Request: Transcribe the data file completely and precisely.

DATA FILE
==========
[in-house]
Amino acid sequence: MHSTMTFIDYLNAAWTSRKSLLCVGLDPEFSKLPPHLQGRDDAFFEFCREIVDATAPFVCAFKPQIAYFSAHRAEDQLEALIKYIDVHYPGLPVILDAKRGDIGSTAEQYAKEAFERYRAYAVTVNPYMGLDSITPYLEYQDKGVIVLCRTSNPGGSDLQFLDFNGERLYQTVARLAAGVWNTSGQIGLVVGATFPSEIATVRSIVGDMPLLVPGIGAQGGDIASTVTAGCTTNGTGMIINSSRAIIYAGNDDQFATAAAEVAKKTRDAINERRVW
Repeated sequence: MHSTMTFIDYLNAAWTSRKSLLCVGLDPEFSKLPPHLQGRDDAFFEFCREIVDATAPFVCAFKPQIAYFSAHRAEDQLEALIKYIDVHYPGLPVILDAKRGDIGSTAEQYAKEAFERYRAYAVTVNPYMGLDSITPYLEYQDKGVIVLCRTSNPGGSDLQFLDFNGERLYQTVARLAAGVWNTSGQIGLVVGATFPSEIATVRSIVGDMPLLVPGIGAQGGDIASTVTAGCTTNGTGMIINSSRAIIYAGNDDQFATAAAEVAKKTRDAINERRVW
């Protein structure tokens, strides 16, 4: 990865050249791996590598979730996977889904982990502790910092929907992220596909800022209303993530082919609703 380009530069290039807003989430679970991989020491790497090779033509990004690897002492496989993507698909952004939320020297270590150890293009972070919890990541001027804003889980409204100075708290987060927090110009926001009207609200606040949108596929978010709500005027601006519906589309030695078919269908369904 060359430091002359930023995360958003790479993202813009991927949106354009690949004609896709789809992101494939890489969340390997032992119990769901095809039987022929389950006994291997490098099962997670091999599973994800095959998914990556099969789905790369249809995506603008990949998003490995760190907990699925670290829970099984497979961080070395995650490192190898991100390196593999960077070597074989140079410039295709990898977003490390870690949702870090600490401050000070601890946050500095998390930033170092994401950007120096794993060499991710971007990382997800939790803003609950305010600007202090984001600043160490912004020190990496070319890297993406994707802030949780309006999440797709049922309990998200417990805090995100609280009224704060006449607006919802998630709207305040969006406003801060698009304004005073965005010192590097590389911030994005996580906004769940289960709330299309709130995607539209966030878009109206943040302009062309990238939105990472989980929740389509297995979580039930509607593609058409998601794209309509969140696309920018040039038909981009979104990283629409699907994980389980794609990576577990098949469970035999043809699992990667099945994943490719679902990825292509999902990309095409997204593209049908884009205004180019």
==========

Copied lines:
[in-house]
Amino acid sequence: MHSTMTFIDYLNAAWTSRKSLLCVGLDPEFSKLPPHLQGRDDAFFEFCREIVDATAPFVCAFKPQIAYFSAHRAEDQLEALIKYIDVHYPGLPVILDAKRGDIGSTAEQYAKEAFERYRAYAVTVNPYMGLDSITPYLEYQDKGVIVLCRTSNPGGSDLQFLDFNGERLYQTVARLAAGVWNTSGQIGLVVGATFPSEIATVRSIVGDMPLLVPGIGAQGGDIASTVTAGCTTNGTGMIINSSRAIIYAGNDDQFATAAAEVAKKTRDAINERRVW
Repeated sequence: MHSTMTFIDYLNAAWTSRKSLLCVGLDPEFSKLPPHLQGRDDAFFEFCREIVDATAPFVCAFKPQIAYFSAHRAEDQLEALIKYIDVHYPGLPVILDAKRGDIGSTAEQYAKEAFERYRAYAVTVNPYMGLDSITPYLEYQDKGVIVLCRTSNPGGSDLQFLDFNGERLYQTVARLAAGVWNTSGQIGLVVGATFPSEIATVRSIVGDMPLLVPGIGAQGGDIASTVTAGCTTNGTGMIINSSRAIIYAGNDDQFATAAAEVAKKTRDAINERRVW
């Protein structure tokens, strides 16, 4: 990865050249791996590598979730996977889904982990502790910092929907992220596909800022209303993530082919609703 380009530069290039807003989430679970991989020491790497090779033509990004690897002492496989993507698909952004939320020297270590150890293009972070919890990541001027804003889980409204100075708290987060927090110009926001009207609200606040949108596929978010709500005027601006519906589309030695078919269908369904 060359430091002359930023995360958003790479993202813009991927949106354009690949004609896709789809992101494939890489969340390997032992119990769901095809039987022929389950006994291997490098099962997670091999599973994800095959998914990556099969789905790369249809995506603008990949998003490995760190907990699925670290829970099984497979961080070395995650490192190898991100390196593999960077070597074989140079410039295709990898977003490390870690949702870090600490401050000070601890946050500095998390930033170092994401950007120096794993060499991710971007990382997800939790803003609950305010600007202090984001600043160490912004020190990496070319890297993406994707802030949780309006999440797709049922309990998200417990805090995100609280009224704060006449607006919802998630709207305040969006406003801060698009304004005073965005010192590097590389911030994005996580906004769940289960709330299309709130995607539209966030878009109206943040302009062309990238939105990472989980929740389509297995979580039930509607593609058409998601794209309509969140696309920018040039038909981009979104990283629409699907994980389980794609990576577990098949469970035999043809699992990667099945994943490719679902990825292509999902990309095409997204593209049908884009205004180019």